What Does It Mean When My Cat’s Ears Are Really Hot?

What Does It Mean When My Cat’s Ears Are Hot?

You and your cat are cuddling on the couch when you feel its ears, and they feel very warm. As you sit there, you start worrying and wonder if maybe you should call the vet. Does this mean that your cat is sick, or is that normal?

A cat’s body temperature is slightly higher than humans’ normal body temperatures. Because their ears are not well protected by fat or fur, they indicate the ambient temperature in your home. Their ears also regulate their body temperature and keep them either cool or warm.

There might be several reasons why your cat’s ears feel hot, but does it have a fever? Let’s move on and find out.

Cats’ Ears Regulate Their Normal Body Temperature

A cat’s ears regulate body temperature and will either be warm or cool to the touch. Because the ears are not protected by either fat or fur, they will be subject to the ambient temperature in your home.

If it’s slightly cool, your cat’s ears will reflect that, or if it’s rather warm in your home, your cat’s ears will be warm. Healthy cats will have warm ears, but your cat might have a fever if they are warmer than usual.

Then again, your cat might have just come from sitting in the window on a sunny day, and their ears soaked up the sun. If you just adopted your cat and you have no idea what the cat’s normal temperature of its ears is, finding hot ears might raise your concern.

However, as with humans, a cat’s temperature fluctuates somewhat, depending on what time of day or how much food they’ve had.

Before you panic about your cat’s ear temperature, remember that they have a higher normal body temperature than humans have.

What is a Cat’s Normal Body Temperature?

A cat’s normal body temperature fluctuates between 100℉ and 102℉ (37℃ to 38℃), which is slightly higher than a human’s normal body temperature.

If the ears help regulate their body temperature, then they might be warmer or cooler than your cat’s body. Hot ears might not be anything to worry about, especially if their appetite is the same, and they are grooming themselves as normal.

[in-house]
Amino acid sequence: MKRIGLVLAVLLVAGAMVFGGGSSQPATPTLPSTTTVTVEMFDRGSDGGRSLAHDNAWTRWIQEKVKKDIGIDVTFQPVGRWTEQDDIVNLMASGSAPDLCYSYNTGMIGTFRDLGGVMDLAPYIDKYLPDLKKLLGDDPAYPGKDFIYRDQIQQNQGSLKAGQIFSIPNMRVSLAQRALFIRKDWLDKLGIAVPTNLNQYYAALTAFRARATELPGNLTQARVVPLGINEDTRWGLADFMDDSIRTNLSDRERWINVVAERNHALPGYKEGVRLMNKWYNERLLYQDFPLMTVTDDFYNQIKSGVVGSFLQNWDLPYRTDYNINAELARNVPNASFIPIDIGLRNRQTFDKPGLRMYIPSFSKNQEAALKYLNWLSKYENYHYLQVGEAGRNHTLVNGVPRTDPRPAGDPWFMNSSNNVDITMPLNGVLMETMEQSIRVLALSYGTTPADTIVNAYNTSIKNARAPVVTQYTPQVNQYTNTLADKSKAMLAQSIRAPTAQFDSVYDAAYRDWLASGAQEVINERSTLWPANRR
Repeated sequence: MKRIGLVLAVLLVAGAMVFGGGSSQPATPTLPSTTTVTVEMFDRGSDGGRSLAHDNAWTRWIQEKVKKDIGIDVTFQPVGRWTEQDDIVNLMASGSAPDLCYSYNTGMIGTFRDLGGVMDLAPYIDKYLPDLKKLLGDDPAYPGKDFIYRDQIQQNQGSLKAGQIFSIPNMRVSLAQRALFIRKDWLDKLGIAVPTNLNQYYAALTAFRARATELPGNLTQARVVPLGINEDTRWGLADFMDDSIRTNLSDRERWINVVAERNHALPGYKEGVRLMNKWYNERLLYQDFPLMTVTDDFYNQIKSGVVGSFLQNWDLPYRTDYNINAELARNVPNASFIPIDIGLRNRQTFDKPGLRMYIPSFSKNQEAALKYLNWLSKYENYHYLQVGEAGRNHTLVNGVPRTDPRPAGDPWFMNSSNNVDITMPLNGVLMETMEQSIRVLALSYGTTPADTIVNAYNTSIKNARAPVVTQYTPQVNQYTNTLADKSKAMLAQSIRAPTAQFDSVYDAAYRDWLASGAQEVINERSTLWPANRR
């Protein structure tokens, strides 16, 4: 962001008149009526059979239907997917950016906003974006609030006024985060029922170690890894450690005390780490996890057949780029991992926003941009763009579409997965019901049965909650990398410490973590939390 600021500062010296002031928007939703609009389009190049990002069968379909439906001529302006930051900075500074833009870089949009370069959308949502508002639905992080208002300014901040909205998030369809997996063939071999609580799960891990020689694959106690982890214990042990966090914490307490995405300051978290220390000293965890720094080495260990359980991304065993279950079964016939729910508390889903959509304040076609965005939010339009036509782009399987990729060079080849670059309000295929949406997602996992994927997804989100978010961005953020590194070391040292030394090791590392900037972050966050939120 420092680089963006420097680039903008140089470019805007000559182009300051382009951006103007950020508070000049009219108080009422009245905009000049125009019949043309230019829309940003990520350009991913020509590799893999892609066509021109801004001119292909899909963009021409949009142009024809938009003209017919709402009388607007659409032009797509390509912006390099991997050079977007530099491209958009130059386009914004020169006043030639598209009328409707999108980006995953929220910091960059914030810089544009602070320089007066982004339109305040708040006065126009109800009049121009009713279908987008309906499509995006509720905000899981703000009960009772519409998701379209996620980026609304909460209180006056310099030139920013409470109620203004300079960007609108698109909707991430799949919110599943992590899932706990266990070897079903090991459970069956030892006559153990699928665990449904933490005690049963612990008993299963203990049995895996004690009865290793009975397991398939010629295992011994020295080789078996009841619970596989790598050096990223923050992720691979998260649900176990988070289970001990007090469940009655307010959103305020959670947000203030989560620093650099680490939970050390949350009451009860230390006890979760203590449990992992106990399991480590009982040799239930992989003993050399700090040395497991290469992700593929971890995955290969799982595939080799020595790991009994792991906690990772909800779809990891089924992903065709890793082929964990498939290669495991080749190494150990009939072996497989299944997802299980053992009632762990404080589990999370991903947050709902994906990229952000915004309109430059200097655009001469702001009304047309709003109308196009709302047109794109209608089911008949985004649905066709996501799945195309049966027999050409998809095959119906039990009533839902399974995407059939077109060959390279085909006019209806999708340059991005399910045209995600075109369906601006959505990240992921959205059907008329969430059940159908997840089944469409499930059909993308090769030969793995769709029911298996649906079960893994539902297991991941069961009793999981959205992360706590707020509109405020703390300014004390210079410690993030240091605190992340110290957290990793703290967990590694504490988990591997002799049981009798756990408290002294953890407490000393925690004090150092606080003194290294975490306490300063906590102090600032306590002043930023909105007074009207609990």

Even if your cat has a fever, it could be short-term, and as with humans, nothing to be too concerned about. A fever is the body’s way of dealing with minor infections. More on this later, but you might want to keep an eye on your cat to make sure it’s not more serious.

Because your body temperature is lower than your cat’s, it might explain why their ears feel hot to you sometimes when their body is working normally. Any deviation from this might mean a fever.

What If Your Cat’s Ears Are Hotter Than Normal?

If your cat’s ears are hotter than normal, feel around under the stomach and front paws. A cat with a true fever will be hot throughout their entire body. They will also spread out rather than curl up in a ball to sleep.

If they have a fever, their body temperature will be around 103℉ (39℃) or higher, and they will show signs of a fever, such as a loss of appetite or rapid breathing.

What Does It Mean When My Cat's Ears Are Hot?

But if your cat doesn’t have any other signs of a fever besides hot ears, then you have nothing to worry about. However, if you need to do something, check the room temperature or close the blinds to keep out the sun during the heat of the day.

Like humans, body temperatures rise and fall throughout the day or night, which is normal for all mammals. Hot ears don’t always mean that your cat has a fever. It could mean that it’s too hot in your home, or they’ve been spending some quality time in the sunshine.